|UN Security Council|
Protesters in the capital Kinshasa against the delay in holding elections
|Date||6 September 2005|
|Subject||The situation concerning the Democratic Republic of the Congo|
|Security Council composition|
United Nations Security Council resolution 1621, adopted unanimously on 6 September 2005, after recalling all previous resolutions on the situation in the Democratic Republic of the Congo, including resolutions 1565 (2004) and 1592 (2005), the Council authorised the temporary increase in the strength of the United Nations Mission in the Democratic Republic of Congo (MONUC) to assist with upcoming elections.
The Council reiterated the importance of holding elections in the process of national reconciliation in the Democratic Republic of the Congo, and called upon all transitional institutions to ensure that they were free and fair. It welcomed efforts by the Congolese authorities to promote good governance and economic management, and praised the donor community for their contributions towards this process.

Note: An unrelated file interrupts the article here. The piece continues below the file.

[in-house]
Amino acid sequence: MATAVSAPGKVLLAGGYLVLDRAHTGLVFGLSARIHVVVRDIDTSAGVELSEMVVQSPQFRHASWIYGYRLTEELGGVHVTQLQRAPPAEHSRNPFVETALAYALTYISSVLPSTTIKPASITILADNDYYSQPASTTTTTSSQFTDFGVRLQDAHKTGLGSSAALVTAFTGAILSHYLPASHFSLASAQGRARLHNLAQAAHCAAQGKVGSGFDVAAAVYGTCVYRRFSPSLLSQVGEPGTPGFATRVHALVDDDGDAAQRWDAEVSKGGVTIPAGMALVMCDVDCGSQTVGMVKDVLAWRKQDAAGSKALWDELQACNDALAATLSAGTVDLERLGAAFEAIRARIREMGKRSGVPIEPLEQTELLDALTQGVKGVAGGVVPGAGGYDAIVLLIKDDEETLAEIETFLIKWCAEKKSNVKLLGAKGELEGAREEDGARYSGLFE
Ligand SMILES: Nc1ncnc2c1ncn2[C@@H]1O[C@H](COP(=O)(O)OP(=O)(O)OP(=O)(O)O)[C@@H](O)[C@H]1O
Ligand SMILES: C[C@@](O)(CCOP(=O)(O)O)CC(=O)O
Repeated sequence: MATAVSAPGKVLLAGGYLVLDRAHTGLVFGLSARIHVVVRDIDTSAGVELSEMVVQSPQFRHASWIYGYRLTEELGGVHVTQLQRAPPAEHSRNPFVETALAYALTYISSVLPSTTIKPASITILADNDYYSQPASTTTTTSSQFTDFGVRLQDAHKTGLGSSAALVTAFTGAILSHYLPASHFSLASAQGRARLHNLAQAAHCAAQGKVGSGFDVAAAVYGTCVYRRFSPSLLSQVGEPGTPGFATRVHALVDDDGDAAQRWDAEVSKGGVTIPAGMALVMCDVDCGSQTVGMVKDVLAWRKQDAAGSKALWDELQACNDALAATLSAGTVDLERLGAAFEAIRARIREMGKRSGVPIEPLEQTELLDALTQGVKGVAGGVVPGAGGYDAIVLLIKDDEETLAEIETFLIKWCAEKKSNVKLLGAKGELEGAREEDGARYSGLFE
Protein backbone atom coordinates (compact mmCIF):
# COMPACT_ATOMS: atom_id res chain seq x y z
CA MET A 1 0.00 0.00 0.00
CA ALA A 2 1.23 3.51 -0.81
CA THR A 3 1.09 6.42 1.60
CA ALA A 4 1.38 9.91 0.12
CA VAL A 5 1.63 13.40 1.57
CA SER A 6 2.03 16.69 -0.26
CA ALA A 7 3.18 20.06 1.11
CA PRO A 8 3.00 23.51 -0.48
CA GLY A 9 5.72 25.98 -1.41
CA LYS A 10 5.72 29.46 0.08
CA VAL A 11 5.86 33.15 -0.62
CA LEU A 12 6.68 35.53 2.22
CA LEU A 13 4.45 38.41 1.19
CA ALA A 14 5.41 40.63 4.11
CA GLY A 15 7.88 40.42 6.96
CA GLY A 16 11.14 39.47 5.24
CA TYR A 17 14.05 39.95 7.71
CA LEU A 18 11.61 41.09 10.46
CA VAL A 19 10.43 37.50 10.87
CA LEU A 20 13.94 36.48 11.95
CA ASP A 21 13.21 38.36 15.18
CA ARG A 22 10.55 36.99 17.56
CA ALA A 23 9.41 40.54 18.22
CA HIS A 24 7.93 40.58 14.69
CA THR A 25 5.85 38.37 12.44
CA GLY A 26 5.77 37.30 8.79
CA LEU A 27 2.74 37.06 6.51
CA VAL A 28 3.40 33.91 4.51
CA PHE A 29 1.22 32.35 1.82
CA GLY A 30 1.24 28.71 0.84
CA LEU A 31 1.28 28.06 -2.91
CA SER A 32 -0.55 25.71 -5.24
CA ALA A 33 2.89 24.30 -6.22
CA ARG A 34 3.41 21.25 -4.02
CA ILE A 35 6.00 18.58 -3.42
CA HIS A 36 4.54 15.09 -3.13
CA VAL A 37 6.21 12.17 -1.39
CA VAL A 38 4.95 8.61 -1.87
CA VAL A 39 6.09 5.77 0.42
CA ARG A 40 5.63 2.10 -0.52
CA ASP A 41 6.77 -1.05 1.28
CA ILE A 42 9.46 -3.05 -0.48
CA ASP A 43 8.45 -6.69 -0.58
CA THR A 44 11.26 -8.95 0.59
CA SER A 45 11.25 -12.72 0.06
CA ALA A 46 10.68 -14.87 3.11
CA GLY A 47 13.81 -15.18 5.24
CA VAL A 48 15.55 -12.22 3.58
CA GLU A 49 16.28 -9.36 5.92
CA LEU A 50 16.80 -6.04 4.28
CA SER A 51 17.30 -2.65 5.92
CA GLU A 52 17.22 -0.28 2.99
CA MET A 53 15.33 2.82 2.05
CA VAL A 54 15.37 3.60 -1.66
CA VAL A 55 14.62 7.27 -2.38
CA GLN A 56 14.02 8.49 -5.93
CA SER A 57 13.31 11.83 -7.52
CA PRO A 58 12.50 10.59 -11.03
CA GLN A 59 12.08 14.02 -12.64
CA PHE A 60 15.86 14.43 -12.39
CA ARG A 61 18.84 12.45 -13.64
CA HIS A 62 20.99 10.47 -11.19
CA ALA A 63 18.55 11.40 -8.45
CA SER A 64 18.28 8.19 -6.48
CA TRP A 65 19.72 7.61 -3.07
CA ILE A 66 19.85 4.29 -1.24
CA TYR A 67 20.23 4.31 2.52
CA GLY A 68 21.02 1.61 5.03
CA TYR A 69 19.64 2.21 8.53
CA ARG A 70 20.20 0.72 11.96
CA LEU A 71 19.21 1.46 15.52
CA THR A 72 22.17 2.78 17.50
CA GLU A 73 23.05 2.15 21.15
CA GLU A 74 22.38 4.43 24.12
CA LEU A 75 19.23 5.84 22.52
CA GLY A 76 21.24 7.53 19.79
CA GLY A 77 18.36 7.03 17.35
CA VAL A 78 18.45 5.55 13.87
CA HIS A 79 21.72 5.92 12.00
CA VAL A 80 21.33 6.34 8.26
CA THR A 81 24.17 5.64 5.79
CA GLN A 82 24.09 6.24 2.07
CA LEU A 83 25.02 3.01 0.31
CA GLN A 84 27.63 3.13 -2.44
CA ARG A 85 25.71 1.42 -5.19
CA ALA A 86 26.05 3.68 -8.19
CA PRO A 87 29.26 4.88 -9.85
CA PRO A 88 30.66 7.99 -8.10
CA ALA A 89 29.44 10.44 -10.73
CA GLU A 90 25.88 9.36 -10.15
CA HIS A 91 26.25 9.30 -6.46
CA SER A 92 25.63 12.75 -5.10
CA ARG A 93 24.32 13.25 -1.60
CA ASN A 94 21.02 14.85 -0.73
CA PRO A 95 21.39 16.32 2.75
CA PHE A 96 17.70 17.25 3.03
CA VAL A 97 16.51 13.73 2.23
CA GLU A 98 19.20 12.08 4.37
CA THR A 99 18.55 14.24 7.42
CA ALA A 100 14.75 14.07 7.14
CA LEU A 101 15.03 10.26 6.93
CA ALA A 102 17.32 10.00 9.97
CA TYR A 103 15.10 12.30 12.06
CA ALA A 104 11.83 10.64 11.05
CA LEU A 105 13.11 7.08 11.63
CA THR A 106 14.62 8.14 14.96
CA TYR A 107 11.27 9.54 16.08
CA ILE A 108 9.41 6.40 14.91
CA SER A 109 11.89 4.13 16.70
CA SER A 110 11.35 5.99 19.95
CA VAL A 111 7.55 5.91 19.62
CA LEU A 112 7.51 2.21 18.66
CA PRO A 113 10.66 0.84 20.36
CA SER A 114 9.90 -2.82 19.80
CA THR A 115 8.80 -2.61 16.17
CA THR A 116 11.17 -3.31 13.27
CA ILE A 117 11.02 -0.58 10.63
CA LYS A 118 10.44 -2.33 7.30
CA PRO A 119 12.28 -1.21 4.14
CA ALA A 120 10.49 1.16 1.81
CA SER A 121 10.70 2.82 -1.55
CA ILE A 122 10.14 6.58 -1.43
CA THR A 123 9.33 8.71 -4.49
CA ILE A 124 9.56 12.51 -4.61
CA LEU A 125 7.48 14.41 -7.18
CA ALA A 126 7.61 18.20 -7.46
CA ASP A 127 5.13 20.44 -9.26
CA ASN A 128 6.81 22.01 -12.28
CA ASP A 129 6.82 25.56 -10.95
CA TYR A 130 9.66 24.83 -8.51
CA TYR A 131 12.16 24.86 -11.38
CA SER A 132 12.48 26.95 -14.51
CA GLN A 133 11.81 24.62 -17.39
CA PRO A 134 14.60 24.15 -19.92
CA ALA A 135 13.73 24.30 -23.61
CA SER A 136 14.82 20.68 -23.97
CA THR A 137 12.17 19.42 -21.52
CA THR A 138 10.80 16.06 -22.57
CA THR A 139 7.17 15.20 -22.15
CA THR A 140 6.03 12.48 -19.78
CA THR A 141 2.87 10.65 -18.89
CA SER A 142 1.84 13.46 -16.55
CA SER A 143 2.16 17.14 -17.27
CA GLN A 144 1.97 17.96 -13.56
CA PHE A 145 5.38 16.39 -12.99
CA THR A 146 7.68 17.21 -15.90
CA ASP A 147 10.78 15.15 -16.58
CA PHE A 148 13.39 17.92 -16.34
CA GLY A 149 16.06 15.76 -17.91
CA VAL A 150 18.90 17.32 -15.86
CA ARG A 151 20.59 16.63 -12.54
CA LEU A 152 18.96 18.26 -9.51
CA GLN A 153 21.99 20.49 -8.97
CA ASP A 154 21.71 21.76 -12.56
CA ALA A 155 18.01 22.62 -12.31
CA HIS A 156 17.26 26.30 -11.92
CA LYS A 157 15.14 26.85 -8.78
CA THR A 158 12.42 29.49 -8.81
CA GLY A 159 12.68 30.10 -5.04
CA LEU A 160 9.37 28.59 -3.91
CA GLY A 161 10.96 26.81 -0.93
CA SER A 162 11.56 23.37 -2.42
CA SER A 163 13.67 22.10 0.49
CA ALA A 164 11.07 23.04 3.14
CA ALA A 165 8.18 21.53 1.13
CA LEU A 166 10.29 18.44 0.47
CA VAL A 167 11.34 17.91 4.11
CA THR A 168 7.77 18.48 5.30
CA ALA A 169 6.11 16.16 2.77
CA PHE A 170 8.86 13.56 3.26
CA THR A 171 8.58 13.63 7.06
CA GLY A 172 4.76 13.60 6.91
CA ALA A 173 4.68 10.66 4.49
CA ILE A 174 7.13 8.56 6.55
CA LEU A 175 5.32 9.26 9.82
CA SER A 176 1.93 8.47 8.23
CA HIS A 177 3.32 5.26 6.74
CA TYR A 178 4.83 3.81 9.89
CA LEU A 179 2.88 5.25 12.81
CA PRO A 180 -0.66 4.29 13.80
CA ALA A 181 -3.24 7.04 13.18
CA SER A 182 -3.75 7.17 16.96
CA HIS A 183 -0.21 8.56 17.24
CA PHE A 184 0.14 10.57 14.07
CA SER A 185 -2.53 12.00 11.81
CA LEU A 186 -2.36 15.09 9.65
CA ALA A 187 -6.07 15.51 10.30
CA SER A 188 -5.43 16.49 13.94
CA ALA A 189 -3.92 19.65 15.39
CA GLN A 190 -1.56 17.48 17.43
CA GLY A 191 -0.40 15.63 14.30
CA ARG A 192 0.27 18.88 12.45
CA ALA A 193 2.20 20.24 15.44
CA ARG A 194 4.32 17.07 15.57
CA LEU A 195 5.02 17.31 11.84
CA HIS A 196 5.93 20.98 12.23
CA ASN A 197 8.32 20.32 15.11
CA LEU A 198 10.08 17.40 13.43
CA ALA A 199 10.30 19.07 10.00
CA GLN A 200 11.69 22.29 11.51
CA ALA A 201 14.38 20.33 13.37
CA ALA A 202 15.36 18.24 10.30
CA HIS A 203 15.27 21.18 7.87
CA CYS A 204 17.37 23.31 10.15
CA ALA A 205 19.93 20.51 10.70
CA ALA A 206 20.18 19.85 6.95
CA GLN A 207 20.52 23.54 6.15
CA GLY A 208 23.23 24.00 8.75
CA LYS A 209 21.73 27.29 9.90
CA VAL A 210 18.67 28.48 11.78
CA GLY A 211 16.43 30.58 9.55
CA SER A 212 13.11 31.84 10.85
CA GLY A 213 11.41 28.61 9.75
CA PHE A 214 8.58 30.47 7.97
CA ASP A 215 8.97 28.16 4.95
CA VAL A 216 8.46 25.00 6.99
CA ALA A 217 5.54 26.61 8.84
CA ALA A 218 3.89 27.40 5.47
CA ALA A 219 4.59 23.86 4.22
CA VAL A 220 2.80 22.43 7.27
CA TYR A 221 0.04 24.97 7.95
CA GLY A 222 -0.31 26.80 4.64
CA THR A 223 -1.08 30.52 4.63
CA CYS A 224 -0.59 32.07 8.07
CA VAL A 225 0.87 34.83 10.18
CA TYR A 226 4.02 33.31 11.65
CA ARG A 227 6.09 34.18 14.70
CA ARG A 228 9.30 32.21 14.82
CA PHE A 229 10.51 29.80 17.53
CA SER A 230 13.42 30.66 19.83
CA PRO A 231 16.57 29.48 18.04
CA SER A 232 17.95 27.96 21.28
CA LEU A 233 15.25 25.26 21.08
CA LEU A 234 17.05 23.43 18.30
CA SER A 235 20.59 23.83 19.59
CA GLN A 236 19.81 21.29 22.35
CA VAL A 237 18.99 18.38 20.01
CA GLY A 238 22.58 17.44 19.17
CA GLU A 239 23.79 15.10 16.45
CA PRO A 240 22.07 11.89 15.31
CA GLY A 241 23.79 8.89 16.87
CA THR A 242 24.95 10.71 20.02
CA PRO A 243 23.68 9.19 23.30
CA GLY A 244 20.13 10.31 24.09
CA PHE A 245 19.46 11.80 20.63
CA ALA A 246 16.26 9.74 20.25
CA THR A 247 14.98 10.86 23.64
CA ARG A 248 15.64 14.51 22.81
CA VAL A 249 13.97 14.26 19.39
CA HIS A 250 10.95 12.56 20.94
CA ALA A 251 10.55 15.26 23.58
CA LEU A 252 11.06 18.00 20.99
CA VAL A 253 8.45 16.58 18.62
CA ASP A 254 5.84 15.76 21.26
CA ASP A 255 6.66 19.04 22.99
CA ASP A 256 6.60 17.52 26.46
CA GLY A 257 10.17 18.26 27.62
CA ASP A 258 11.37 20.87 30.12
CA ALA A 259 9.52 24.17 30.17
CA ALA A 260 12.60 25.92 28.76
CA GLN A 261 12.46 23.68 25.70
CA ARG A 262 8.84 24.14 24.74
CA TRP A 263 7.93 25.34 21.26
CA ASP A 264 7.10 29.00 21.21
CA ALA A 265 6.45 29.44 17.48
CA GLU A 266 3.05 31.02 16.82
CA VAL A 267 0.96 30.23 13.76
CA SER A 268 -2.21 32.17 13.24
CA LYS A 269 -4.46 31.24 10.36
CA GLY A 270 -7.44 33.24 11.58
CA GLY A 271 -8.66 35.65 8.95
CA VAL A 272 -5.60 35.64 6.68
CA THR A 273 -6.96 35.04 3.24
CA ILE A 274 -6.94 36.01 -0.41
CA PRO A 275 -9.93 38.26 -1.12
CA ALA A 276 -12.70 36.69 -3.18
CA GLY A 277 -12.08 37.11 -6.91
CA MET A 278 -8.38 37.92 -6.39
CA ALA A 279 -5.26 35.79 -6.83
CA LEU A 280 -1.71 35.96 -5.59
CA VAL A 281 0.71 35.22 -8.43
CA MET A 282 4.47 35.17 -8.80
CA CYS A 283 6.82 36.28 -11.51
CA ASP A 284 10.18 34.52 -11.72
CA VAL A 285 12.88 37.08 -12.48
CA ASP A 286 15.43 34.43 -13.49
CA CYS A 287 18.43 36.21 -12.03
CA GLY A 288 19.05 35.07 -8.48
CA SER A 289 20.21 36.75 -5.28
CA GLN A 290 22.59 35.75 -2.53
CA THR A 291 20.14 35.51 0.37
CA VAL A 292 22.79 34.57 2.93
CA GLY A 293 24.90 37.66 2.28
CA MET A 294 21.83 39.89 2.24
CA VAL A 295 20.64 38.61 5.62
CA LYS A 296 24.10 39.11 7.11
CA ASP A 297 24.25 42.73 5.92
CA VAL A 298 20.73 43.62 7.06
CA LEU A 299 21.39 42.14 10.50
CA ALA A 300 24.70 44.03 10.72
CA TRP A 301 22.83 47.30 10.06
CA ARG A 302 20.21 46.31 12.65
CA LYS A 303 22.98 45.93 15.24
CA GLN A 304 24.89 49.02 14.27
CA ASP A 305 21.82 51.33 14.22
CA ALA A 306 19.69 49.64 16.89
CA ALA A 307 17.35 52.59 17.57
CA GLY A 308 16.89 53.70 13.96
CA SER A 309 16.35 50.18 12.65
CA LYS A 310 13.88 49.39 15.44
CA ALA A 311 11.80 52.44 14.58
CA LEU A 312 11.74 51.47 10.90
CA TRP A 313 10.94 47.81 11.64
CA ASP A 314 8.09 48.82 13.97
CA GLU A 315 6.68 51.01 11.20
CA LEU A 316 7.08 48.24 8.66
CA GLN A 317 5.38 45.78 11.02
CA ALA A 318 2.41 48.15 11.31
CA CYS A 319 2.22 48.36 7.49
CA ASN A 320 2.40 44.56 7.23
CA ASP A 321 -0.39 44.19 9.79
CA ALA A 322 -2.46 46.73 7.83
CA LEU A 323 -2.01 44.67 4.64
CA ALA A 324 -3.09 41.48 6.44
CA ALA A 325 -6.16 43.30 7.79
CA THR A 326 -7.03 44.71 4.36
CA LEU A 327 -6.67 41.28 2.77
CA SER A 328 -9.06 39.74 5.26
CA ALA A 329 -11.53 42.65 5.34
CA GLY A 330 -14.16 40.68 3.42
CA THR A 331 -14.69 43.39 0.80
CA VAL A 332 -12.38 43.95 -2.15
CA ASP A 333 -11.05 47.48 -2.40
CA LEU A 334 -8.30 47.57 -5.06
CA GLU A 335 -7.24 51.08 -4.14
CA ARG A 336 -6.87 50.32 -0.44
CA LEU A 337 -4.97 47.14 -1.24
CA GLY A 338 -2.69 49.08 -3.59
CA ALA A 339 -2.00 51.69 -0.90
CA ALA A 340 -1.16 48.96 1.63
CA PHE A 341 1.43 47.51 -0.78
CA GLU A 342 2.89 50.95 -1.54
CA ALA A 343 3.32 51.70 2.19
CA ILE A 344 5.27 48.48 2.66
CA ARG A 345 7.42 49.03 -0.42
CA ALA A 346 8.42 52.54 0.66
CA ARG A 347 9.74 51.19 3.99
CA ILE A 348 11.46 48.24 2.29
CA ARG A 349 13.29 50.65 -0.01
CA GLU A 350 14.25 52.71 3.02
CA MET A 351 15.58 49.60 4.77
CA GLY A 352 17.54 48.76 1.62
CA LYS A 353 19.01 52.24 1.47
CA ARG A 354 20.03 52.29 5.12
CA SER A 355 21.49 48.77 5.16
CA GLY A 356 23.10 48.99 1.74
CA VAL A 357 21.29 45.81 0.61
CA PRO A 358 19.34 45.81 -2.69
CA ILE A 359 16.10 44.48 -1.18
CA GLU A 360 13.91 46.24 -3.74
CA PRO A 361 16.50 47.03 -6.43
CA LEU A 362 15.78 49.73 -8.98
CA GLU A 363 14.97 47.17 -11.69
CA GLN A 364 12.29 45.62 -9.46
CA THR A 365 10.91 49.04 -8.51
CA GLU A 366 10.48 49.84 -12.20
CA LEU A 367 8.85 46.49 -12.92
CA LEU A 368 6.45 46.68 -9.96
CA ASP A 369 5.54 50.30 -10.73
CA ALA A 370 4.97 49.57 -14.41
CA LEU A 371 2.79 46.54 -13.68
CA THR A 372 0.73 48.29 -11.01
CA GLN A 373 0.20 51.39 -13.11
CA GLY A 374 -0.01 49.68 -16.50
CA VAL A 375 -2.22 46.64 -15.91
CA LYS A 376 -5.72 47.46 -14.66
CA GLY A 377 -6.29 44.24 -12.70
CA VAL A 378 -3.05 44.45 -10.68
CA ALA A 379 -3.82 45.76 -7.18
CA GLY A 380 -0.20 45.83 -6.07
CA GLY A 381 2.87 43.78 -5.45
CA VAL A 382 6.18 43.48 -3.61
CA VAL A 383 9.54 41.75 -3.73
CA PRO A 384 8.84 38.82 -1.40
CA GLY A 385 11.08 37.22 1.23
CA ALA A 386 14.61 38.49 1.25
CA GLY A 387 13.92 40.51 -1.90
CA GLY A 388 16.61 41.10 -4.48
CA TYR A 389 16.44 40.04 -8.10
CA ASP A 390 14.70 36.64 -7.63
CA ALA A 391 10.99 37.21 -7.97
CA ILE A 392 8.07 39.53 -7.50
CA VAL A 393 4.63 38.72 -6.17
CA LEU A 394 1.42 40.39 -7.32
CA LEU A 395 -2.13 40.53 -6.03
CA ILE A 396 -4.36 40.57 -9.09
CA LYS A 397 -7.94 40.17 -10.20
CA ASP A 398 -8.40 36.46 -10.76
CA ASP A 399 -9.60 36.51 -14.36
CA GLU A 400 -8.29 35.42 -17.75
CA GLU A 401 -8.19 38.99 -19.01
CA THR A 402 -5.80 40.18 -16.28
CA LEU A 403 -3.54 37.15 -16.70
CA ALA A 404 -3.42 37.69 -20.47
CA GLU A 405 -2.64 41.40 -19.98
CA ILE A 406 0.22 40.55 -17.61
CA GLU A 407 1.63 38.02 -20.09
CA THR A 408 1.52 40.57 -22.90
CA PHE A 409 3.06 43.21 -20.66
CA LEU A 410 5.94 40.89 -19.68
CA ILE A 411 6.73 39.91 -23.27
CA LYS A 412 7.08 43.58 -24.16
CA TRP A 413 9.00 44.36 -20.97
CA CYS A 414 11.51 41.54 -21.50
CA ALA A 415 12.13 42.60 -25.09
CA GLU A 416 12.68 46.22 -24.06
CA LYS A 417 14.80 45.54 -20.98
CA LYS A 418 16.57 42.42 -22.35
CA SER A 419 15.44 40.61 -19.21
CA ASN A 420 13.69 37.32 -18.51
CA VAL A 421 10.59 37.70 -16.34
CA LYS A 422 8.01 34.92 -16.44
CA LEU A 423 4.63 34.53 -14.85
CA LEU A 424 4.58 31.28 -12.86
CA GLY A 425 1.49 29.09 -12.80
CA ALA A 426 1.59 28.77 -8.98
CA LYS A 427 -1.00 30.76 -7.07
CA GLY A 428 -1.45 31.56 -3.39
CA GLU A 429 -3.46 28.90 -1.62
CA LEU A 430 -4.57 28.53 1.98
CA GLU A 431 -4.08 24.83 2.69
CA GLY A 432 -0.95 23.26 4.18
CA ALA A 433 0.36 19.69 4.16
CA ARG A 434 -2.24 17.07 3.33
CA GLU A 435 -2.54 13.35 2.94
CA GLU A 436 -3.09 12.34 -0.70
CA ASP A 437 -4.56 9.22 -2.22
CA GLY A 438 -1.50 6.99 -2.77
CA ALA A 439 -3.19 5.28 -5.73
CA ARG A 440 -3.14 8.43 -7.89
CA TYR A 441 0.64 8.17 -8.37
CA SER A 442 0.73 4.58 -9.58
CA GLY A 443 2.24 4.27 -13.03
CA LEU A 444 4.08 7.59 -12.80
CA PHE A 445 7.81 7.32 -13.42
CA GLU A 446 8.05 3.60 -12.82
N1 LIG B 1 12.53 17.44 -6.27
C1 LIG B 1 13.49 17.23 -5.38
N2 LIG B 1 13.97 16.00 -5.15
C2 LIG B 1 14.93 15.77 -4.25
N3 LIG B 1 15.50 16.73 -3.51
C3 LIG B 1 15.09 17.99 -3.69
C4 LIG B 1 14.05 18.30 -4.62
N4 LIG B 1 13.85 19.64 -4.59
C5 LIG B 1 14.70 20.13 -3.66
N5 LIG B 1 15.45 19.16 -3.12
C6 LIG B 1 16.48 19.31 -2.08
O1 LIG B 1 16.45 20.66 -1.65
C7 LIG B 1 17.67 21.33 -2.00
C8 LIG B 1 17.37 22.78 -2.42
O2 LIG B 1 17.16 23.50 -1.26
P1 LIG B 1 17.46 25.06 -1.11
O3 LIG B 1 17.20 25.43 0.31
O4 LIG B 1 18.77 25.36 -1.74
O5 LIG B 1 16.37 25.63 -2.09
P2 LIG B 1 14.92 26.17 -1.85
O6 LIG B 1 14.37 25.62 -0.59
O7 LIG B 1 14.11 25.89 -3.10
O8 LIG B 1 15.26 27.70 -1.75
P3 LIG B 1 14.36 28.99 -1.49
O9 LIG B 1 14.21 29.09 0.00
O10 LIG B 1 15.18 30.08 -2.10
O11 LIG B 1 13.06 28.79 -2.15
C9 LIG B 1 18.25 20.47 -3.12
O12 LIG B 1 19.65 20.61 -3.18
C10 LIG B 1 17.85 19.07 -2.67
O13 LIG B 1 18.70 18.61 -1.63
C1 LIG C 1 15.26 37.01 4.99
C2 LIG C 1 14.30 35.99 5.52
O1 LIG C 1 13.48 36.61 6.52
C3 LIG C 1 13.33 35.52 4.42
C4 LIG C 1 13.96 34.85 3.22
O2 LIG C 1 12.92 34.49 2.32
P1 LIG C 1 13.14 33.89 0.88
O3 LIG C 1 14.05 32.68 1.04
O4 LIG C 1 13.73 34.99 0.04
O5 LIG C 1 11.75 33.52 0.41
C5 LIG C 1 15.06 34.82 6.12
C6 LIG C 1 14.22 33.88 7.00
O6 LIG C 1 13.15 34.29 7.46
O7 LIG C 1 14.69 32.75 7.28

There was also concern at hostilities in the east of the country, including violations of human rights and international humanitarian law.
Acting under Chapter VII of the United Nations Charter, the Council approved of the Secretary-General Kofi Annan's recommendations to increase the size of MONUC by 841 personnel, including police units. The resolution emphasised the temporary nature of the increase, with a view to its reduction from 1 July 2006. The additional units would provide support to the electoral commission, as well as assistance to the transitional government and international financial institutions to help promote good governance and economic management.
- Kivu conflict
- Ituri conflict
- List of United Nations Security Council Resolutions 1601 to 1700 (2005–2006)
- Second Congo War
- "Security Council authorises increased strength for UN Mission in Democratic Republic of Congo". United Nations. 6 September 2005.
- "UN send police for DRC elections". BBC News. 7 September 2005.
- Center on International Cooperation (New York University) (2007). Annual review of global peace operations. Lynne Rienner Publishers. p. 59. ISBN 978-1-58826-509-8.
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